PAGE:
A Gifted and talented (G/T) student” is “one who . . . exhibits high performance capability in an intellectual, creative, or artistic area, possesses an unusual capacity for leadership, or excels in a specific academic field” (Aldine ISD Board Policy Manual, 2014). The Texas Education Agency (TEA) provides a state plan, which outlines the standards for Texas schools to be in compliance. It also offers the educational opportunities these students should receive. In fact, there are performance measures for five aspects of G/T programs including student assessment, service design, curriculum and instruction, professional development, and family and community involvement. The plan assists districts in delivering these comprehensive services to
But the problem of this admission system is that it can’t recognize those kids who have real talent; the kids who are picked are those who have parents that can afford the prep test program. With this system, it’s possible that many students who have real talent might be missed. If this admission system can’t help us finding those talents, then there is no reason we maintain it. What we should do is exactly the opposite; we should abandon it and set up a new system which can really help us recognizing gifted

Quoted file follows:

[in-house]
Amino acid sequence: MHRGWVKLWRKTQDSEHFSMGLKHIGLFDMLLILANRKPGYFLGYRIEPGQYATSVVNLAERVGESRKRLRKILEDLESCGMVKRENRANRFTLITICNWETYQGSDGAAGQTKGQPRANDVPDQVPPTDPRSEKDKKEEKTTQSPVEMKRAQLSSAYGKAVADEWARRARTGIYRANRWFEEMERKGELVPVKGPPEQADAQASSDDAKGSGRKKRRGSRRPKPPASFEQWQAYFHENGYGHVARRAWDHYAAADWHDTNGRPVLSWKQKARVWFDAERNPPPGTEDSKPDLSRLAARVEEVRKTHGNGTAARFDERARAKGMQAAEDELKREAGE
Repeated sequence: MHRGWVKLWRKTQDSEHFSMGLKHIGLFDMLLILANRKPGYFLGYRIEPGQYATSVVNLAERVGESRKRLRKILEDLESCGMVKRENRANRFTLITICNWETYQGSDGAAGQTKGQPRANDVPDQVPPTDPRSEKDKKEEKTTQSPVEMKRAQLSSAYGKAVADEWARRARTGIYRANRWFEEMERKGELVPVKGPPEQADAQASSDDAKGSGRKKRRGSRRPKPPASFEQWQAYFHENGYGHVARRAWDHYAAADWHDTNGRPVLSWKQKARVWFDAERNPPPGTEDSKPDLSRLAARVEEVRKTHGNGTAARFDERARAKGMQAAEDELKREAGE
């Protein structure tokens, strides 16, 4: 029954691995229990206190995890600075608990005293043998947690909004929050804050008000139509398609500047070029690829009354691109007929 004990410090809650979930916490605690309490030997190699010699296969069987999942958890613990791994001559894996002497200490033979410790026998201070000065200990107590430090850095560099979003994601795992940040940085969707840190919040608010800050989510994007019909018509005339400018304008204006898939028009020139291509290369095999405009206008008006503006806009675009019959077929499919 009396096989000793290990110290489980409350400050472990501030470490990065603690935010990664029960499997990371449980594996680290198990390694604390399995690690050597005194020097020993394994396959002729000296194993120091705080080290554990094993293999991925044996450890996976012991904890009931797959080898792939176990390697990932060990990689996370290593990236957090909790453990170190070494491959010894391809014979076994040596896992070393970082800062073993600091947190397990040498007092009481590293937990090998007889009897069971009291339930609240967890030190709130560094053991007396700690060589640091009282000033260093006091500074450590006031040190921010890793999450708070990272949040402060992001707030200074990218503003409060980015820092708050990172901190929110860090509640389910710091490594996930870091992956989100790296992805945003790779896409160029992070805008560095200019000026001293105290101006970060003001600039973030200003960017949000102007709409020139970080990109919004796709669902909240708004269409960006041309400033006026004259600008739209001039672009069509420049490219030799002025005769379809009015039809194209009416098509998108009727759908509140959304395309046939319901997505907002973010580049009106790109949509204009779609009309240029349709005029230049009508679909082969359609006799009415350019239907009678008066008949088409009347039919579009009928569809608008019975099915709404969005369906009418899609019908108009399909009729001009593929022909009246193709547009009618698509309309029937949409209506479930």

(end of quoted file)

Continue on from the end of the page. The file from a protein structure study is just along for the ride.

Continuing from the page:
I evaluated the information in the document above based upon Moon’s (2013) nine measures to consider in comprehensive gifted education program. I think that FCCPS does a considerably good job addressing these nine guidelines. However, I believe they should consider more non-standardized materials and data while considering students for identification.
Many educators feel that teachers aren’t trained to teach gifted students. Teaching accountability has teachers focus more on
A fifth grader may come in at a “second-grade level” and graduate at a “fourth-grade level,” which is a tremendous achievement on the part of the educators; however, because standardized testing fails to account for such circumstances, the entire year would be seen as a failure from the perspective of the state (Berger). To put it crudely, “poor schools can’t win at standardized testing” because students in areas of poverty start school academically behind and are unable to catch up as there is the lack of resources and funding (Broussard). On the other extreme, gifted students are also hurt by attempts to standardize education, for instance, with the No Child Left Behind Act, an act that many say has “failed our adolescents” (Steinberg). Teachers say that the legislation has resulted in a “race to the middle” that means “talented students have their potential squandered” as schools “[don’t] foster growth” (Weller). In effect, standardization attempts to remove individuality from learning and ignores that students have different capacities for learning, that some students may need more help while others need to be challenged above their grade level - instead it averages it all out to a “standard” that harms both